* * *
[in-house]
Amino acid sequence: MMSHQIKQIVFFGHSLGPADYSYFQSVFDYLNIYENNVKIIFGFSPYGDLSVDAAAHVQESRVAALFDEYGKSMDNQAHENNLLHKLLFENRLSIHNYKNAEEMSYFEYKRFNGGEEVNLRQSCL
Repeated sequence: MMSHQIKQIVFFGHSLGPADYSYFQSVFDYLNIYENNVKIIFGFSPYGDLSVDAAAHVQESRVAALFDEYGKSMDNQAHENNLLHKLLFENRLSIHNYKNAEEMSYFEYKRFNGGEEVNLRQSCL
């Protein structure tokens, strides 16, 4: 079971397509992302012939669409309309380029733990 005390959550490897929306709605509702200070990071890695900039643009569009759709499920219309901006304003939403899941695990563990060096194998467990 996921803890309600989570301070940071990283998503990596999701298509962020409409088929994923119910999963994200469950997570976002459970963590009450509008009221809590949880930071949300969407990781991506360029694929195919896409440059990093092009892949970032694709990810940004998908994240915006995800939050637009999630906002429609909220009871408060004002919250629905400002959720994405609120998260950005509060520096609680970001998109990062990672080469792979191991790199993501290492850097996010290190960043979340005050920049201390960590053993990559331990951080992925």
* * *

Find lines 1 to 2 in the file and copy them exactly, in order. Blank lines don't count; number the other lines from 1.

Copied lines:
[in-house]
Amino acid sequence: MMSHQIKQIVFFGHSLGPADYSYFQSVFDYLNIYENNVKIIFGFSPYGDLSVDAAAHVQESRVAALFDEYGKSMDNQAHENNLLHKLLFENRLSIHNYKNAEEMSYFEYKRFNGGEEVNLRQSCL